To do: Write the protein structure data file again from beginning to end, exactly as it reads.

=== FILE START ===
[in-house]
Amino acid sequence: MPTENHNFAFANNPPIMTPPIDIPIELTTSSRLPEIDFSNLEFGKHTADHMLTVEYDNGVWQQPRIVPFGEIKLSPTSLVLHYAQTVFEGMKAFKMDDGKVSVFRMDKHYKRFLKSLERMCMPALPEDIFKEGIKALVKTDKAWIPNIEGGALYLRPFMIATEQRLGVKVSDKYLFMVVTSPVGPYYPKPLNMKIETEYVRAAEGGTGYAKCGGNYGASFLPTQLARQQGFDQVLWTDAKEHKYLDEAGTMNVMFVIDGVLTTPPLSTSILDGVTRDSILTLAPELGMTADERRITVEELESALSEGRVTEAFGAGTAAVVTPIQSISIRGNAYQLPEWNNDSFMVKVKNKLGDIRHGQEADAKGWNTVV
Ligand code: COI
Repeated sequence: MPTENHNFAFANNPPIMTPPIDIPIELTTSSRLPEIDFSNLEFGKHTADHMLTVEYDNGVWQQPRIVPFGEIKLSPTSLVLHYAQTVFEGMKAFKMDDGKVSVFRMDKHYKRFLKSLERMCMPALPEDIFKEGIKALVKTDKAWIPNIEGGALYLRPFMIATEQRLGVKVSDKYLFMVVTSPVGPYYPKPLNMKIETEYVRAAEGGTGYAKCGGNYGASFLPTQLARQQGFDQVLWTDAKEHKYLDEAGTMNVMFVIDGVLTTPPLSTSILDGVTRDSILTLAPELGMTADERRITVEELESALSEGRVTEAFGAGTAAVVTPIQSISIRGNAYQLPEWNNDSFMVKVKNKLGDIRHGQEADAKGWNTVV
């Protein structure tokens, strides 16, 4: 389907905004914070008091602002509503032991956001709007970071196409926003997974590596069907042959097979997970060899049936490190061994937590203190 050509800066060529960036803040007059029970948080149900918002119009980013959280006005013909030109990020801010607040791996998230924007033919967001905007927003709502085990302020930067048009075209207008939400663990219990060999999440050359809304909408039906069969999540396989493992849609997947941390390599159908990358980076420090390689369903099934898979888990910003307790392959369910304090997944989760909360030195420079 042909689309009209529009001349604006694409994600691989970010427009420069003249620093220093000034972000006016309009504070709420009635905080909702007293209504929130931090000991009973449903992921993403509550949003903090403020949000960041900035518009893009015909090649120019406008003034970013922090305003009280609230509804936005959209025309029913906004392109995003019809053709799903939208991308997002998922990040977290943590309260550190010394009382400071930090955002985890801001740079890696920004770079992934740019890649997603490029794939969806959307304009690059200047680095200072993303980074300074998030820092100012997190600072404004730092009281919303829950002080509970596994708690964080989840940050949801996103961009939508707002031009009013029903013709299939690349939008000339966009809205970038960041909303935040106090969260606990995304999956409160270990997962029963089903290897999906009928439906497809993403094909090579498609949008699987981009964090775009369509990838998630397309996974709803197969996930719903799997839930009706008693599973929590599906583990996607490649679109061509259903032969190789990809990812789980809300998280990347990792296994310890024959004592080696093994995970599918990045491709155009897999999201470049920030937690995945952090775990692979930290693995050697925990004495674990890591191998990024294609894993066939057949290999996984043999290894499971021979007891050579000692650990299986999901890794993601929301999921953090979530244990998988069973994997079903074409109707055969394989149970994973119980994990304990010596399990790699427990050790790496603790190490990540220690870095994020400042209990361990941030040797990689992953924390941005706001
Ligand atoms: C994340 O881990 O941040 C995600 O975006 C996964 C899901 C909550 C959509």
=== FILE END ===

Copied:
[in-house]
Amino acid sequence: MPTENHNFAFANNPPIMTPPIDIPIELTTSSRLPEIDFSNLEFGKHTADHMLTVEYDNGVWQQPRIVPFGEIKLSPTSLVLHYAQTVFEGMKAFKMDDGKVSVFRMDKHYKRFLKSLERMCMPALPEDIFKEGIKALVKTDKAWIPNIEGGALYLRPFMIATEQRLGVKVSDKYLFMVVTSPVGPYYPKPLNMKIETEYVRAAEGGTGYAKCGGNYGASFLPTQLARQQGFDQVLWTDAKEHKYLDEAGTMNVMFVIDGVLTTPPLSTSILDGVTRDSILTLAPELGMTADERRITVEELESALSEGRVTEAFGAGTAAVVTPIQSISIRGNAYQLPEWNNDSFMVKVKNKLGDIRHGQEADAKGWNTVV
Ligand code: COI
Repeated sequence: MPTENHNFAFANNPPIMTPPIDIPIELTTSSRLPEIDFSNLEFGKHTADHMLTVEYDNGVWQQPRIVPFGEIKLSPTSLVLHYAQTVFEGMKAFKMDDGKVSVFRMDKHYKRFLKSLERMCMPALPEDIFKEGIKALVKTDKAWIPNIEGGALYLRPFMIATEQRLGVKVSDKYLFMVVTSPVGPYYPKPLNMKIETEYVRAAEGGTGYAKCGGNYGASFLPTQLARQQGFDQVLWTDAKEHKYLDEAGTMNVMFVIDGVLTTPPLSTSILDGVTRDSILTLAPELGMTADERRITVEELESALSEGRVTEAFGAGTAAVVTPIQSISIRGNAYQLPEWNNDSFMVKVKNKLGDIRHGQEADAKGWNTVV
């Protein structure tokens, strides 16, 4: 389907905004914070008091602002509503032991956001709007970071196409926003997974590596069907042959097979997970060899049936490190061994937590203190 050509800066060529960036803040007059029970948080149900918002119009980013959280006005013909030109990020801010607040791996998230924007033919967001905007927003709502085990302020930067048009075209207008939400663990219990060999999440050359809304909408039906069969999540396989493992849609997947941390390599159908990358980076420090390689369903099934898979888990910003307790392959369910304090997944989760909360030195420079 042909689309009209529009001349604006694409994600691989970010427009420069003249620093220093000034972000006016309009504070709420009635905080909702007293209504929130931090000991009973449903992921993403509550949003903090403020949000960041900035518009893009015909090649120019406008003034970013922090305003009280609230509804936005959209025309029913906004392109995003019809053709799903939208991308997002998922990040977290943590309260550190010394009382400071930090955002985890801001740079890696920004770079992934740019890649997603490029794939969806959307304009690059200047680095200072993303980074300074998030820092100012997190600072404004730092009281919303829950002080509970596994708690964080989840940050949801996103961009939508707002031009009013029903013709299939690349939008000339966009809205970038960041909303935040106090969260606990995304999956409160270990997962029963089903290897999906009928439906497809993403094909090579498609949008699987981009964090775009369509990838998630397309996974709803197969996930719903799997839930009706008693599973929590599906583990996607490649679109061509259903032969190789990809990812789980809300998280990347990792296994310890024959004592080696093994995970599918990045491709155009897999999201470049920030937690995945952090775990692979930290693995050697925990004495674990890591191998990024294609894993066939057949290999996984043999290894499971021979007891050579000692650990299986999901890794993601929301999921953090979530244990998988069973994997079903074409109707055969394989149970994973119980994990304990010596399990790699427990050790790496603790190490990540220690870095994020400042209990361990941030040797990689992953924390941005706001
Ligand atoms: C994340 O881990 O941040 C995600 O975006 C996964 C899901 C909550 C959509």